Sunday, April 6, 2008

CNN's Glenn Beck: Fighting for Climate Change Confusion

I came across this Glenn Beck (CNN) article last week hoping for a refreshing counterpoint to the usual portrayal of "sinister Big Oil," but what I really discovered was some of the most misleading journalism I've ever seen. After using decent logic in countering the typical media depiction of oil companies as "villains," Mr. Beck launches into a tirade about the media's equivalent criticism of the "climate change denier," of which Mr. Beck prides himself on being.

One statement: " Despite the media's one-sided view ... ,only 21 percent of Americans say "the release of greenhouse gasses is the most important factor causing global warming" according to a 2007 New York Times/CBS News poll."

I hope that I do not offend anyone here, but I honestly think that the statements of experienced climate change scientists far outweigh opinions gleaned from a public poll. A public opinion poll has no relevance in the debate over climate change science! The vast majority of scientists believe global climate change is caused by human action - I'm going to go with them on this one.

Within this article is a link to the web page for Mr. Beck's book "An Inconvenient Book," which boasts one of the more ridiculous pieces of prose I've seen in a while.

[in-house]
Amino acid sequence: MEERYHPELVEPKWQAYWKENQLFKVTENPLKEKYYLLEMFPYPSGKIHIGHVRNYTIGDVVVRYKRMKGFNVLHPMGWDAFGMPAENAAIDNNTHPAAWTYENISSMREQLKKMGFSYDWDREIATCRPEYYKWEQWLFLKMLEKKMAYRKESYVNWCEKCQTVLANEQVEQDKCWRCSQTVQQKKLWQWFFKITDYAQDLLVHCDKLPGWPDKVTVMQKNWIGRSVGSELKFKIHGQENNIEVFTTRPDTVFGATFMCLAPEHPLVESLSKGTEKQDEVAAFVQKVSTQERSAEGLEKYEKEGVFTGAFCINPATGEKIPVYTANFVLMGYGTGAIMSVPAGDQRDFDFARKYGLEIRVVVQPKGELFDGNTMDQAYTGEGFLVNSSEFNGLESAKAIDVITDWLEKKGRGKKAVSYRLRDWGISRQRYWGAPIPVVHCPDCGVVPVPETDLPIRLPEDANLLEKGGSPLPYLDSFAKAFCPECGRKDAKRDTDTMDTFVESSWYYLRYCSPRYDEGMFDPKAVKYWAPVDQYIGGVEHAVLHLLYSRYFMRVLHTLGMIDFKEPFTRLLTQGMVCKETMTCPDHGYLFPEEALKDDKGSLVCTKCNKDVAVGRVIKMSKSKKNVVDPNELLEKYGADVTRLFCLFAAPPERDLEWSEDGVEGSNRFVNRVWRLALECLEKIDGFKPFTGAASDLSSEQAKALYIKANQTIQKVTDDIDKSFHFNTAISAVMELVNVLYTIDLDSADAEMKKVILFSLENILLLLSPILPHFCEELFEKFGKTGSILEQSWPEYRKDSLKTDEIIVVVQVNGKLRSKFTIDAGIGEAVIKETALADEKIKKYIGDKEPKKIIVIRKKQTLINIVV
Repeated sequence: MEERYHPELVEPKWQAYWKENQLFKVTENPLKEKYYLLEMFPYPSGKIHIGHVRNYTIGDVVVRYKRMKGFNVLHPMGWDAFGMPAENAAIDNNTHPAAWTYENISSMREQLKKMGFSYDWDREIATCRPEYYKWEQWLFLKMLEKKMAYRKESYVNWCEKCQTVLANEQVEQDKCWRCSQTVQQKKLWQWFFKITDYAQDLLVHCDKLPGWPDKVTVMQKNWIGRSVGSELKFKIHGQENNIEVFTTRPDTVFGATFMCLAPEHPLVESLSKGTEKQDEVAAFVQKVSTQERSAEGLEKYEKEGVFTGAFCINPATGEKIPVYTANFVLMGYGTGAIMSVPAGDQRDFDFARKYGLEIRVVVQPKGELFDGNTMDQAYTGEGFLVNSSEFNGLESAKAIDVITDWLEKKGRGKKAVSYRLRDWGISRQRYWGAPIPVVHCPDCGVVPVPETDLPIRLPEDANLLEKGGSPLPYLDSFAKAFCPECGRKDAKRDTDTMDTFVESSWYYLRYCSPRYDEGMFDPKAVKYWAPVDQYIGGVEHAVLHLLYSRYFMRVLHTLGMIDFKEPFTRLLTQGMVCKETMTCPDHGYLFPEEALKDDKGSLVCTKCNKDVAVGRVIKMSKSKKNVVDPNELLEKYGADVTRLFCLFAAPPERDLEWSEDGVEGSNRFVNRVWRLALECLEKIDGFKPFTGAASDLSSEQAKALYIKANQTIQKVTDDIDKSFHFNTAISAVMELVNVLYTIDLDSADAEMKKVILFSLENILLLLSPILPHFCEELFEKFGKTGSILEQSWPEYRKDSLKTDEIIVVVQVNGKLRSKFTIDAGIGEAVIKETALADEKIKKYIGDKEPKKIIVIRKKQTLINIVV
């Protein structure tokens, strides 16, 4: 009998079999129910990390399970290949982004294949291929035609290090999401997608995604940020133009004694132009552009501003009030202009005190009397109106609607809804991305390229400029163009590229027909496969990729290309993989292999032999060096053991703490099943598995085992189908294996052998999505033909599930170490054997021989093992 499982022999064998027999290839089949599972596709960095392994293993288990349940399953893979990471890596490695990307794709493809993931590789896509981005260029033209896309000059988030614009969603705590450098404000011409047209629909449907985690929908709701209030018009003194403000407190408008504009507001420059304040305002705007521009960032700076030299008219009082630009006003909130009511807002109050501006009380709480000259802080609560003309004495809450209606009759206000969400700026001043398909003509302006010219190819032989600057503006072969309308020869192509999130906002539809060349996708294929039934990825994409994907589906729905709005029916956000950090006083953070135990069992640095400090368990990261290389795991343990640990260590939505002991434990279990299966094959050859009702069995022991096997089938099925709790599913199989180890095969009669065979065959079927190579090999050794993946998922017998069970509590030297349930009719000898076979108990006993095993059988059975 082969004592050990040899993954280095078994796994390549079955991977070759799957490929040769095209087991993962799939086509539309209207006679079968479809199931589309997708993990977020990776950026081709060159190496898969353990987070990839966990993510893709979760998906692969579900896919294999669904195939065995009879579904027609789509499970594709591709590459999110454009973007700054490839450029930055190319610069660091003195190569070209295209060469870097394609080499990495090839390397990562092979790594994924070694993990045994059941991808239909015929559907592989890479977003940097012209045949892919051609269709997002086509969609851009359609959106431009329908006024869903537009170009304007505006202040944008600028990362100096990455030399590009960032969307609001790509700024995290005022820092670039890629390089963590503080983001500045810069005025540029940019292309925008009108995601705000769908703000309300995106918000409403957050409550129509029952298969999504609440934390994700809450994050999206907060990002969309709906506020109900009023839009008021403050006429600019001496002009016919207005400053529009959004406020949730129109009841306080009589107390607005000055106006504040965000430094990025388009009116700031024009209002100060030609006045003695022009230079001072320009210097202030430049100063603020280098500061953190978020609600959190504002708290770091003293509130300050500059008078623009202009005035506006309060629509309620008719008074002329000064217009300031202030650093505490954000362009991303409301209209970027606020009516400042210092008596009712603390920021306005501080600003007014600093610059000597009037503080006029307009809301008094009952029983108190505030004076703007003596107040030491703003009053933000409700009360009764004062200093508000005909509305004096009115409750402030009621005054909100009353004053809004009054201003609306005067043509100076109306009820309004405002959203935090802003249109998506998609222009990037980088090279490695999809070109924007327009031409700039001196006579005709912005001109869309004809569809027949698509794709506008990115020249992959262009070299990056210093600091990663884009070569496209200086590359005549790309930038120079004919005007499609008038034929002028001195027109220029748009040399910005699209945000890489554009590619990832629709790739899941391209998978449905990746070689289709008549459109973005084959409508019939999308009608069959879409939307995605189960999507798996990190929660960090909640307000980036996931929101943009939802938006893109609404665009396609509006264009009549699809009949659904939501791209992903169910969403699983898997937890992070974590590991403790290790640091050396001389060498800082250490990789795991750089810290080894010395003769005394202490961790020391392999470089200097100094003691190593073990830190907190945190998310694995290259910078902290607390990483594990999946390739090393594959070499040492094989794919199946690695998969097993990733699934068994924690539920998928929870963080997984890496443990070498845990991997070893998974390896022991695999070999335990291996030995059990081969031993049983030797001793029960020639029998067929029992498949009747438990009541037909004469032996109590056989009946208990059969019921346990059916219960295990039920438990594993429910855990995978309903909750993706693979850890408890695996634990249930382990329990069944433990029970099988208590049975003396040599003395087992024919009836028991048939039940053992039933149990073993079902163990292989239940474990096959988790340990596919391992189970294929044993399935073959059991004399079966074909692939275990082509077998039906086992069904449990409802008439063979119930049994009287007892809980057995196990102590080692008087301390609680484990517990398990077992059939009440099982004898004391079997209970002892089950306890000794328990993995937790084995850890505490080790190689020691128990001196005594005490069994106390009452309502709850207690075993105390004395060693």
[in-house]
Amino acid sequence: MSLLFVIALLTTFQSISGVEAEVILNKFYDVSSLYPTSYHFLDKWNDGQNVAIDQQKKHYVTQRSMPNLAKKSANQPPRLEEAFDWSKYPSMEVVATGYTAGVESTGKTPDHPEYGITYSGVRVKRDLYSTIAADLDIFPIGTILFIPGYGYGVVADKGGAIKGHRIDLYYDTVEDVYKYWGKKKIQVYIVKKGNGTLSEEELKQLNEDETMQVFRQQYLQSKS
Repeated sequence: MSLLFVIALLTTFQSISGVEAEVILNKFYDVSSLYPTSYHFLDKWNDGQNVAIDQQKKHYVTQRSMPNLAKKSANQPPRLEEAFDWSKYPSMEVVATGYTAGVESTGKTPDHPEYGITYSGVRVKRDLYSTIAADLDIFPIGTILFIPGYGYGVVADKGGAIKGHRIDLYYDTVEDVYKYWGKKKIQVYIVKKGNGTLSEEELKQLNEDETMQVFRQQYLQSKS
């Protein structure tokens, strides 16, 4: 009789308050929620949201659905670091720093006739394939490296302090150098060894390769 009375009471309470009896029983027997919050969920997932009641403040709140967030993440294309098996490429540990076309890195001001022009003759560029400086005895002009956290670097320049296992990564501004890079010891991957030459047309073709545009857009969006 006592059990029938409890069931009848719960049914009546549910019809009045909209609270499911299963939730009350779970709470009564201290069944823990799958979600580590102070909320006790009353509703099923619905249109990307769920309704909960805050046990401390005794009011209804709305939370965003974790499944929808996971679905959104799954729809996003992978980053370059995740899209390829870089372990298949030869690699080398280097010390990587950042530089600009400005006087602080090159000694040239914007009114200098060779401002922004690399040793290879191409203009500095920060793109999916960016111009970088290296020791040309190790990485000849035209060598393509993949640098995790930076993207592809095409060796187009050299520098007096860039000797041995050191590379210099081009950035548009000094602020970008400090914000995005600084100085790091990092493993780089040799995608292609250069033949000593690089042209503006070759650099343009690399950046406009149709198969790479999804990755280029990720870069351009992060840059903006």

Global warming is another issue that’s ripe with lies, distortion and hidden agendas. For example, how many times have you heard that carbon dioxide is responsible for huge natural disasters that have killed millions of people? The truth is, it’s actually the other way around: as CO2 has increased, deaths from extreme weather have decreased. Bet you’ll never see that in Al Gore’s slideshow.
I won't work too hard to mention the obvious flaws in the arguments above, but I will indulge a bit. I actually haven't heard that CO2 is causing natural disasters and effectively killing missions of people. I have learned that rising temperatures caused by more atmospheric CO2 could increase the frequency of extreme and potentially disastrous weather events, but I fail to see the relationship with disaster related deaths! And the revelation that increasing CO2 has been met with less deaths from natural disasters? Could that have to do with better health care or improved emergency response systems?

This post singles out flaws in one skeptic's arguments, but it concerns me greatly that these types of arguments get published at all. This is criticism! Not evidence! Yet these articles do have an affect on public perception. Just ask Frank Luntz.

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